The shift to agriculture involved a major change in diet, away from a hunter-gatherer diet composed of diverse wild plant and animal foods, to a diet centered around grains. Although some humans may have eaten grains for tens of thousands of years before domesticating plants, grains clearly became a more central source of food during the Neolithic. This posed a number of nutritional problems that would have exerted selective pressure over time, favoring genetic adaptations to the new diet. Later agriculturalists were taller and healthier than early agriculturalists, probably due to a combination of genetic and cultural adaptations (Cohen and Armelagos. Paleopathology at the Origins of Agriculture. 1984).
The more sedentary lifestyle, higher population density, and contact with livestock associated with agricultural life created new opportunities for human pathogens (Cohen. Health and the Rise of Civilization. 1991). A number of parasites, bacteria and viruses took advantage of the situation, becoming more diverse and virulent and giving rise to many of the most problematic infectious diseases we know today. These new infectious threats were extremely debilitating and deadly for early adopters of agriculture in Eurasia, just as they were for unexposed populations when Europeans reached the Americas. However, the strong selective pressures they exerted on the ancestors of modern Eurasians gave rise to a number of protective genetic adaptations, the traces of which are highly visible in our modern genomes.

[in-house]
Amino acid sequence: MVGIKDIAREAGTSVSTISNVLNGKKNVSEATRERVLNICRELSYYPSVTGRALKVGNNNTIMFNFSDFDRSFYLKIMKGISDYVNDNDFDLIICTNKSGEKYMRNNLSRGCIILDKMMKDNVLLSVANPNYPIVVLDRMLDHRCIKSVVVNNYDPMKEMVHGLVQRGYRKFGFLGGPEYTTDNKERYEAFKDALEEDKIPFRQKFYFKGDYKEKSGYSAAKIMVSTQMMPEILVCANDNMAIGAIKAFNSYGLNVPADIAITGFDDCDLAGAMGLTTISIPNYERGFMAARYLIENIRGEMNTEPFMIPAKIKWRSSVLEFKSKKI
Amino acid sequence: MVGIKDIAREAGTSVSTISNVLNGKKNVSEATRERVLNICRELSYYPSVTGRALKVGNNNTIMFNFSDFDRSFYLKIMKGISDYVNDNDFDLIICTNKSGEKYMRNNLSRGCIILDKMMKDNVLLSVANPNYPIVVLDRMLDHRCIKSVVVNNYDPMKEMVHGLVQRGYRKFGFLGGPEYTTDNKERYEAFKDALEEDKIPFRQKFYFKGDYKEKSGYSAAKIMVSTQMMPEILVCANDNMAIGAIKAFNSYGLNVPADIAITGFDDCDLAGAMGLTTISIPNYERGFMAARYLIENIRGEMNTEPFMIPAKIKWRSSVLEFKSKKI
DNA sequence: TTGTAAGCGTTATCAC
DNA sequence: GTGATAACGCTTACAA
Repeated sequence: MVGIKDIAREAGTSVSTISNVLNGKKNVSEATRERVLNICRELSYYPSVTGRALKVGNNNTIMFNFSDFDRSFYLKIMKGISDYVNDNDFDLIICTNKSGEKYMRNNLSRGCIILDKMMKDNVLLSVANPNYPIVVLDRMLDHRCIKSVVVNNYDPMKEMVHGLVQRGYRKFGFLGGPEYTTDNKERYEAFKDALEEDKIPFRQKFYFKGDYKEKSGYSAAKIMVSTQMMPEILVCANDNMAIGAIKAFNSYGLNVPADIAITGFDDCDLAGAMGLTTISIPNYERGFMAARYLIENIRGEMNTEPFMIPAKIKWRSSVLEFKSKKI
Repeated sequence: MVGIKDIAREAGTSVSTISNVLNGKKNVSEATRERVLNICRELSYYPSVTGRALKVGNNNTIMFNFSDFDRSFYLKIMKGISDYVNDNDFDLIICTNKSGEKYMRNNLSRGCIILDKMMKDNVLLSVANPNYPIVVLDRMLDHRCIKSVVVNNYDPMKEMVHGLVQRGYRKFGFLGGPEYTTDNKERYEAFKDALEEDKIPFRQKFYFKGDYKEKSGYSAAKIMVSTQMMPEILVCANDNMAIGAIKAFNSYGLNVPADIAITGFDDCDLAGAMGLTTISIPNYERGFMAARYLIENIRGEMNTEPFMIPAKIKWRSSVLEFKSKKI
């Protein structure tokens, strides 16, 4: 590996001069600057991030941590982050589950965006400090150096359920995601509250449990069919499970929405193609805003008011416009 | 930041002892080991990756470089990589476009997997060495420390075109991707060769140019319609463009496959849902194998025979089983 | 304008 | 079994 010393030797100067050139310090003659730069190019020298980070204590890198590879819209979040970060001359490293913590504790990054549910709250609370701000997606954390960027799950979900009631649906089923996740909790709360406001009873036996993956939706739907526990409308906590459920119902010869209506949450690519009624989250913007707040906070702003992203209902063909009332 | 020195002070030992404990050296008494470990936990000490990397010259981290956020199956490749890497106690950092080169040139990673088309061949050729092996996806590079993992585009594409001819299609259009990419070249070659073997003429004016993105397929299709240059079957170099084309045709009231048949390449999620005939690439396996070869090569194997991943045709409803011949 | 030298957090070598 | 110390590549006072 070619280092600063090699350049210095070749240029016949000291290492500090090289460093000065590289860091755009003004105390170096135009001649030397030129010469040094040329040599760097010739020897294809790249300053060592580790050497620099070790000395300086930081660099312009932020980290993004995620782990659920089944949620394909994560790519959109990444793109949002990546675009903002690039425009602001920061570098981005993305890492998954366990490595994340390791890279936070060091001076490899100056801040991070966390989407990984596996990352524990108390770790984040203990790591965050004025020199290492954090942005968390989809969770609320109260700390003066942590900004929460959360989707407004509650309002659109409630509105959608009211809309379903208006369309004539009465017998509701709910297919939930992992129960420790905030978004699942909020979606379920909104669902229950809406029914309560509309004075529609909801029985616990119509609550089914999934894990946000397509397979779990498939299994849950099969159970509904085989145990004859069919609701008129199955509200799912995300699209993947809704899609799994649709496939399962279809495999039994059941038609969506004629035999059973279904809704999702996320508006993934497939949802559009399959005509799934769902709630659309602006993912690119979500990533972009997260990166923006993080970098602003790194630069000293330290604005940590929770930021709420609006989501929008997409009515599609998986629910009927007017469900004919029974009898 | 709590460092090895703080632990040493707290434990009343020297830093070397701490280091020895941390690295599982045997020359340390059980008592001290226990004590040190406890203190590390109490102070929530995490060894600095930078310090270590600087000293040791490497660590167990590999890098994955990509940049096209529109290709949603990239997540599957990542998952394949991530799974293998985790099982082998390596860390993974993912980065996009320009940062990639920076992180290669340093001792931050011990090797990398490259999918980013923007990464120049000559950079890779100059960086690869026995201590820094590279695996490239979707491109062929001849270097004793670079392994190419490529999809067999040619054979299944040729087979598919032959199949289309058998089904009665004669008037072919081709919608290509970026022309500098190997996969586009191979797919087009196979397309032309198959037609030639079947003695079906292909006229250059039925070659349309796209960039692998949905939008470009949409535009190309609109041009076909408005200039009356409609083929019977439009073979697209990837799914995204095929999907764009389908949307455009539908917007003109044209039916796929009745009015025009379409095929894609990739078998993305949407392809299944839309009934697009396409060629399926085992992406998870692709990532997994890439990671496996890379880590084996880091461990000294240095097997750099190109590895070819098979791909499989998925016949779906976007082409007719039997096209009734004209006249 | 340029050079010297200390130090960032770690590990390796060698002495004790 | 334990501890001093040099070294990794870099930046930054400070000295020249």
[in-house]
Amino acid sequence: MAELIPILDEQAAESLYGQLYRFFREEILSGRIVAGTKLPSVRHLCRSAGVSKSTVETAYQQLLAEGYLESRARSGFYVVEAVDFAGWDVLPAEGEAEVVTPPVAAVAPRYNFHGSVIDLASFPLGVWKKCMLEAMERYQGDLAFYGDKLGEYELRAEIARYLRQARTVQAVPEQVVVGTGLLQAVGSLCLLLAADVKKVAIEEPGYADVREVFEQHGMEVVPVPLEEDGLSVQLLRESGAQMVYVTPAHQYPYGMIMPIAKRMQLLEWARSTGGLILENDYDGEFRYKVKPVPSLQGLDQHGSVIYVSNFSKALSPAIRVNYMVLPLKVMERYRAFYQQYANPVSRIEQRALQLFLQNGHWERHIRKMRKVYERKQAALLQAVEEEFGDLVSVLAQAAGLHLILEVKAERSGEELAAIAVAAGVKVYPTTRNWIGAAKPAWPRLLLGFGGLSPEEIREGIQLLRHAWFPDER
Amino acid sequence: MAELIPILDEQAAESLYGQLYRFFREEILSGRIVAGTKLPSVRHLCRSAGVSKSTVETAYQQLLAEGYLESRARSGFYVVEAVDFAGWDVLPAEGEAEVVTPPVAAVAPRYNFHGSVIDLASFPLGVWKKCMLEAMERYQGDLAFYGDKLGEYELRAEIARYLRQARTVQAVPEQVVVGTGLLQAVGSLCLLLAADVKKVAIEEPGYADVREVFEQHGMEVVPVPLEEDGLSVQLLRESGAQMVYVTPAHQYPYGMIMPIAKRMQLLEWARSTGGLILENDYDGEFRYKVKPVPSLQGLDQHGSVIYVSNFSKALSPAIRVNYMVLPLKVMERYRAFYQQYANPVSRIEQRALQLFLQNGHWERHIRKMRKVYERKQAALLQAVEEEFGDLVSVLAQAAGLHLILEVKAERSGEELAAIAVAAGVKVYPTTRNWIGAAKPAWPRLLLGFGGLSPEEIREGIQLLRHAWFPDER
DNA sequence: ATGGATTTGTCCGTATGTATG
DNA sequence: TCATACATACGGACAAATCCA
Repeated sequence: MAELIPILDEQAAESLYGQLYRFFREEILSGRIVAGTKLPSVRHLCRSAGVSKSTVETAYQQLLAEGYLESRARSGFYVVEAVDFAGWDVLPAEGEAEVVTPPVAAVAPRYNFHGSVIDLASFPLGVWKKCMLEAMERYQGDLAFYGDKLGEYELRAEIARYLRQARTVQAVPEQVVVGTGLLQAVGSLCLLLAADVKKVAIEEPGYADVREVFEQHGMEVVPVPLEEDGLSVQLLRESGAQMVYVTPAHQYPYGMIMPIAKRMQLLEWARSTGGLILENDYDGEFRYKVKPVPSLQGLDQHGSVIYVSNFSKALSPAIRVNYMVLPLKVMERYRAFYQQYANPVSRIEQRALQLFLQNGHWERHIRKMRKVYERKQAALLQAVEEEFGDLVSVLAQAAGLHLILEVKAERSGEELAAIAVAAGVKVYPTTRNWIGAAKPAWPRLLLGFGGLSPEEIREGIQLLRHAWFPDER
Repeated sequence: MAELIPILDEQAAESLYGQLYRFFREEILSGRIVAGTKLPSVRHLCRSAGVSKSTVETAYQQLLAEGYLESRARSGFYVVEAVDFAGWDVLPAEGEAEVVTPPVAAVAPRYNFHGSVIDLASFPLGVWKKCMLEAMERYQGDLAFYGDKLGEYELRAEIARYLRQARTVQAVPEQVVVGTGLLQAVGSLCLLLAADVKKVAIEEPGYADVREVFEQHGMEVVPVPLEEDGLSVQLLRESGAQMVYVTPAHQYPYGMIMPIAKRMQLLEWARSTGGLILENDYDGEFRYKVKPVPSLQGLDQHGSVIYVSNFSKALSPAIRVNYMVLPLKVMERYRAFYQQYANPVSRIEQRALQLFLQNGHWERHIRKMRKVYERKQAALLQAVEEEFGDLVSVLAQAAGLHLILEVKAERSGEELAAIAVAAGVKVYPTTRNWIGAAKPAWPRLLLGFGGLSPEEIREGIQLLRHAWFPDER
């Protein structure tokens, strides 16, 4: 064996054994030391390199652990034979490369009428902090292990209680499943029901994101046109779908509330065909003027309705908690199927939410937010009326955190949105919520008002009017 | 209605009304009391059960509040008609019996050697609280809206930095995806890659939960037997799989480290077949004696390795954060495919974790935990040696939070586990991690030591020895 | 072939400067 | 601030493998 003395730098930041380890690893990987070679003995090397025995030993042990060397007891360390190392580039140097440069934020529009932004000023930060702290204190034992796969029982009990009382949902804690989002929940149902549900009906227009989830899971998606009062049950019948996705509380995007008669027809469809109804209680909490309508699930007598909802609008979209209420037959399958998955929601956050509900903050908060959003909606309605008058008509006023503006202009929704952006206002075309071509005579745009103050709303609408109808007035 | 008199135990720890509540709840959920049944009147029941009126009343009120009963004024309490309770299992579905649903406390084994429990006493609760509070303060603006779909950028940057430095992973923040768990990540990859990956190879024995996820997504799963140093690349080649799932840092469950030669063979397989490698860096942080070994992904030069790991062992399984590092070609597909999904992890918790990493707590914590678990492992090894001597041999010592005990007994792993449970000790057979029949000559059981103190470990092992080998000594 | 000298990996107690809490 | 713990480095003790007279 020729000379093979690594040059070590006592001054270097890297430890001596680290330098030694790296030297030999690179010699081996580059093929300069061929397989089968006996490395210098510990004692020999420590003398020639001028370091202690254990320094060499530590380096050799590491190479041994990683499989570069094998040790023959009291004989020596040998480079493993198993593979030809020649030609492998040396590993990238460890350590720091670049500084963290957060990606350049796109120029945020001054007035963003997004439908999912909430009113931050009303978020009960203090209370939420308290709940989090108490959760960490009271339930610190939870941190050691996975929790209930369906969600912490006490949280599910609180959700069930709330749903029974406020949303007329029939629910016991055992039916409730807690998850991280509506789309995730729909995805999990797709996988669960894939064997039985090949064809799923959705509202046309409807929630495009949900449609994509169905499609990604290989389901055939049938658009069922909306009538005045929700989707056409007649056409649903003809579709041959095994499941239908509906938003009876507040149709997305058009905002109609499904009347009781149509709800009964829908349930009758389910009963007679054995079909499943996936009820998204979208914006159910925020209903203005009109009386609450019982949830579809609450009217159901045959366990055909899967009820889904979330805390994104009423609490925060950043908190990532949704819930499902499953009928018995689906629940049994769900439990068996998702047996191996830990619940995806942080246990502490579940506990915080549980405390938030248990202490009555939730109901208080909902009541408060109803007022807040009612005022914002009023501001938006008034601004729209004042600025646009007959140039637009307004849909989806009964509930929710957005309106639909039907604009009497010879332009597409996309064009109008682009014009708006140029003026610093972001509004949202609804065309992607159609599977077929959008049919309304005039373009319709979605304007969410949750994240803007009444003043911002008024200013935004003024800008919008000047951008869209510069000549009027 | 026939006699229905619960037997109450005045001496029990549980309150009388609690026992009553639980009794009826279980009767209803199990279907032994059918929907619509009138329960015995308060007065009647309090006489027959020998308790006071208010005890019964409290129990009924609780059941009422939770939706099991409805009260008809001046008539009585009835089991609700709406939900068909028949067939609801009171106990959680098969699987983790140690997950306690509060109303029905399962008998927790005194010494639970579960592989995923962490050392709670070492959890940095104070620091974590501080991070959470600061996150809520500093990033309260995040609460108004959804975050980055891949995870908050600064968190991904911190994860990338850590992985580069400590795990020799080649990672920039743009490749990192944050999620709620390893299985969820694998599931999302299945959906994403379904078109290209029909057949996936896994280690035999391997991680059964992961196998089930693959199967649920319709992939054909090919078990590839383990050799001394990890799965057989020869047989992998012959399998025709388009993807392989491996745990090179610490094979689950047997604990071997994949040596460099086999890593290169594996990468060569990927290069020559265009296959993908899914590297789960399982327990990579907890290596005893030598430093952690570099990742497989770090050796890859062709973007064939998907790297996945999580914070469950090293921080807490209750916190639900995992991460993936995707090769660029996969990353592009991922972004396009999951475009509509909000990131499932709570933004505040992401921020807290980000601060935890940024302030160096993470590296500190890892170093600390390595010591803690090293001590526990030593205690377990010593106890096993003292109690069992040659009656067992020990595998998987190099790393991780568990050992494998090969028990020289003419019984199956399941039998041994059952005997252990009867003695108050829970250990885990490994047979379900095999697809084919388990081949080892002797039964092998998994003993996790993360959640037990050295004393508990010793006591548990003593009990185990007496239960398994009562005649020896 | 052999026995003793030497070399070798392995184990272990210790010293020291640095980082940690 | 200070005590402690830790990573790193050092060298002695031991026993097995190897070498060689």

Otzi's health is clearly not something to aspire to. In some ways, it's representative of contemporary hunter-gatherers and non-industrial agriculturalists: his leanness and probable lack of metabolic disorders such as diabetes, as well as the presence of intestinal parasites and other infectious diseases. In other ways, some of the findings are surprising: his cardiovascular disease and gallstones, which are considered "diseases of affluence" today.
I think we have to take the cardiovascular disease with a grain of salt. Modern-day non-industrial agriculturalists typically have low levels of atherosclerosis (a thickening and degeneration of the vascular wall) compared with affluent nations, even if the diet is grain-heavy, although they are not free from atherosclerosis (7). No one knows how much atherosclerosis hunter-gatherers have, because no one has ever done cardiac autopsies to my knowledge. But we do know they have low blood pressure, low circulating lipids, and high physical fitness, which argues against the presence of serious vascular disease. Otzi was exposed to high levels of copper and arsenic from smelting, particulate matter from smoke, and Lyme disease. He also had a genetic predisposition to cardiovascular disease, which I'll discuss later. It's likely that at least some of these factors contributed to his cardiovascular disease, and in addition it's hard to know how representative he was of his culture.
The other thing to keep in mind is that having atherosclerosis doesn't necessarily mean a person will have a heart attack. There are other important components of risk, including the tendency of the blood to clot, the tendency of the heart to enter fibrillation (irregular contraction that can be fatal), blood vessel diameter, and the stability of plaque in the artery wall. These may explain why some non-industrial populations have a much lower heart attack risk than would be predicted from their degree of vascular disease (8). The point is that just because Otzi had signs of advanced atherosclerosis, does not necessarily mean he was about to have a heart attack.
In the next post, I'll delve into Otzi's genome, and the insights it contains into the evolution and health of modern Europeans.